Built from the ground up
More than 500 fleets and their drivers participated in design studies to help Kenworth define the dimensions and fine-tuned ergonomics of the new models, resulting in a new 2.1-meter cab, which is 8 in. wider than the previous version. Three-person seating with the bench seat is standard for the Kenworth T180, T280 and T380 and optional for the T480.
The larger front windshield enhances visibility by nearly 17% compared to previous Kenworth medium-duty models. The new cab construction reduces interior noise by up to 50%. Kenworth also lowered the cab by up to 2 in., depending upon configuration, to help drivers who may climb in and out of their truck up to 60 times daily.
When speaking with drivers, Kenworth found out that they wanted the steps going into the cab a little lower, Kleespies pointed out. So, that’s what Kenworth did with the new models. Certain models now offer 12 in. to the first step, 12 in. to the second step, and another 12 in. into the cab.
“Any little thing that you can do to make going in and out of the cab a little easier for someone who is doing it 20 or more times a day is that much more beneficial,” Kleespies said.
Kenworth developed a new instrumentation cluster with a 7-in. high-definition digital display centered between four standard analog gauges—speedometer, tachometer, oil pressure, and coolant temperature. The integrated Kenworth Digital Display allows drivers to personalize information on the screen to match their preferences. Within the digital display, drivers can choose from a variety of screens that show specific vehicle information, trip information, gauges, and more. The display also enables drivers to customize the digital gauge layout view from the many accessory gauges and integrates advanced driver assistance (ADAS) features, when specified on the truck.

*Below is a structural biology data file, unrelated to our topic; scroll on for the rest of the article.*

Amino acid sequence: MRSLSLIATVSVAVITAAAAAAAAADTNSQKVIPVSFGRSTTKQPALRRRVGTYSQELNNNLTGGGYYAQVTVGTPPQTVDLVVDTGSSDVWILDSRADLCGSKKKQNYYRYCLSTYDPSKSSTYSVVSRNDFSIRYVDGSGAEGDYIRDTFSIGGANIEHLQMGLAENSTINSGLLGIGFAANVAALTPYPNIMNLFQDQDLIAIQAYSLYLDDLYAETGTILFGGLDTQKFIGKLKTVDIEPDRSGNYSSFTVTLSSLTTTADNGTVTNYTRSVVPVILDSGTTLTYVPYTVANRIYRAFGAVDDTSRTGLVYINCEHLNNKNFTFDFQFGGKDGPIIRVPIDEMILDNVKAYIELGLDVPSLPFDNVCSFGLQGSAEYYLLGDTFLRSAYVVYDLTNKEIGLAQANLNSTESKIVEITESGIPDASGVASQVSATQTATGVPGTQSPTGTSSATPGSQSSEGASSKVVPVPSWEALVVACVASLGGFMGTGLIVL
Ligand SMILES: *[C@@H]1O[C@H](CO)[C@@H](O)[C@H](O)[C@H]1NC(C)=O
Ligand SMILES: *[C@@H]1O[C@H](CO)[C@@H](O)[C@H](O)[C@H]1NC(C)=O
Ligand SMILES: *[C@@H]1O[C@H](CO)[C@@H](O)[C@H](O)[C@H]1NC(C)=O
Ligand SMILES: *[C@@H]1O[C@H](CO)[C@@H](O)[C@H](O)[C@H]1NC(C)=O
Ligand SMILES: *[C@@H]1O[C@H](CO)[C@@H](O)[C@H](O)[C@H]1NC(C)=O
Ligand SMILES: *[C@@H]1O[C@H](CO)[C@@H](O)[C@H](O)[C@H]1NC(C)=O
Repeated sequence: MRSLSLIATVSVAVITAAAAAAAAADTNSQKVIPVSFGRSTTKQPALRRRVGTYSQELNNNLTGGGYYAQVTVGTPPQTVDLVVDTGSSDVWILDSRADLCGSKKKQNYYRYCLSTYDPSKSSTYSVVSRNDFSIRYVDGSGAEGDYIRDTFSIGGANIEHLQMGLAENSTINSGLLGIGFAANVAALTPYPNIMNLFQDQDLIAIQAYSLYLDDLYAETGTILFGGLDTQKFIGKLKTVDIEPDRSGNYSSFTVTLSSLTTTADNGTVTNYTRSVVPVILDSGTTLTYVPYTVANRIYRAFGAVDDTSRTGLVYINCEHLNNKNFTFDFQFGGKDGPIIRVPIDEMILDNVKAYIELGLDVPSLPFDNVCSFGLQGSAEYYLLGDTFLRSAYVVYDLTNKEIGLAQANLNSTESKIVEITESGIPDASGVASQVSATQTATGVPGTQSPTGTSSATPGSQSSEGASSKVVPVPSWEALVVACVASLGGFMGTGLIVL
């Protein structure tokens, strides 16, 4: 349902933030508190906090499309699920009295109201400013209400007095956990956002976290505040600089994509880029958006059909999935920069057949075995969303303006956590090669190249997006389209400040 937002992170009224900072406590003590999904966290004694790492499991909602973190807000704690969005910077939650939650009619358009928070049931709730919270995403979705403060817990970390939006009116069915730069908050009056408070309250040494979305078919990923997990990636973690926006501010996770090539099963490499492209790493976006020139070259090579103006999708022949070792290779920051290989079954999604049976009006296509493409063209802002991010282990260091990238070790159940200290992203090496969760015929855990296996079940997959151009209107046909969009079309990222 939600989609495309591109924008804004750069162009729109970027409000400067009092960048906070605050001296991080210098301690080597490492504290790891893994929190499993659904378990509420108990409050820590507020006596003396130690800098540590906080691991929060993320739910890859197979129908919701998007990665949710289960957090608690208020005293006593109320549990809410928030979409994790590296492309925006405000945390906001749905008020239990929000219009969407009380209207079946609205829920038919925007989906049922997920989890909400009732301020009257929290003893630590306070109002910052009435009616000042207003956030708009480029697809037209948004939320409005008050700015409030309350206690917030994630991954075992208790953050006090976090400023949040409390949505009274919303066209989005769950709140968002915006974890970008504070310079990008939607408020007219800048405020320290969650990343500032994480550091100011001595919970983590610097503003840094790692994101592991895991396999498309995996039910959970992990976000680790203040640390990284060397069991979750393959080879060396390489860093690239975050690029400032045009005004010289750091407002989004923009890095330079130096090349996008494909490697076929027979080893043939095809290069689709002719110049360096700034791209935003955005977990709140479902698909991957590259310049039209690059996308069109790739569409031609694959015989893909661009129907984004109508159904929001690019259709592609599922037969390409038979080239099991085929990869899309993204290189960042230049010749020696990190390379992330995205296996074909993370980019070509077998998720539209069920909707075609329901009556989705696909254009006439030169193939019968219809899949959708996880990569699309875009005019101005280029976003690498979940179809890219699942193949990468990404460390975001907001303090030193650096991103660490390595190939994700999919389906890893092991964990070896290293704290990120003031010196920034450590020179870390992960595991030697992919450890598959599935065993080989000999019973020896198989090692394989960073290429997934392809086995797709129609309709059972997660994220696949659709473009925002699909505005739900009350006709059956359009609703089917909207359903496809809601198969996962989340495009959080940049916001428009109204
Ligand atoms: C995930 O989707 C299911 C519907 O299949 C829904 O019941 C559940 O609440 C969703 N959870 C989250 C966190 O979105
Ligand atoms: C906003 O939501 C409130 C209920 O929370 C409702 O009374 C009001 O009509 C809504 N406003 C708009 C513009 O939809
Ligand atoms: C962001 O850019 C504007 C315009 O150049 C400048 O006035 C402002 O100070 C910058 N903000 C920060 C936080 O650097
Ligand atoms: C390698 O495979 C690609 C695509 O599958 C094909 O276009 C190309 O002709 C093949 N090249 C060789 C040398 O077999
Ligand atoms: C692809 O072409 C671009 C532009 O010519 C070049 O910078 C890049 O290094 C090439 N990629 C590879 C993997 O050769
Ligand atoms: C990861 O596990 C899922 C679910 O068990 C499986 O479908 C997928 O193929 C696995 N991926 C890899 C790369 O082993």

Kenworth’s new medium-duty trucks feature in-cab enhancements including increased cabin space, a completely redesigned interior, and driver control technologies to enhance the in-cab experience.
“Our goal was to redesign the cab to broadly support the wide variety of applications employed by our customers who operate Kenworth medium-duty trucks,” said Joe Adams, Kenworth chief engineer. “From non-CDL drivers operating a Class 5 or 6 truck for the first time to CDL drivers accustomed to operating Class 7 or light Class 8 trucks, we wanted to provide the ergonomics and features beneficial to drivers across our entire new medium-duty product line.”
The new product line also features a redesigned interior, including a dashboard with more connectivity options with USB ports, optional Bluetooth capability, and 12V power ports. A cabin climate system offers standard automatic temperature control, which maintains the user-selected temperature. Optional backwall lining with thermal insulation is available to assist with temperature control in extreme environments and to help further reduce the cab’s noise level.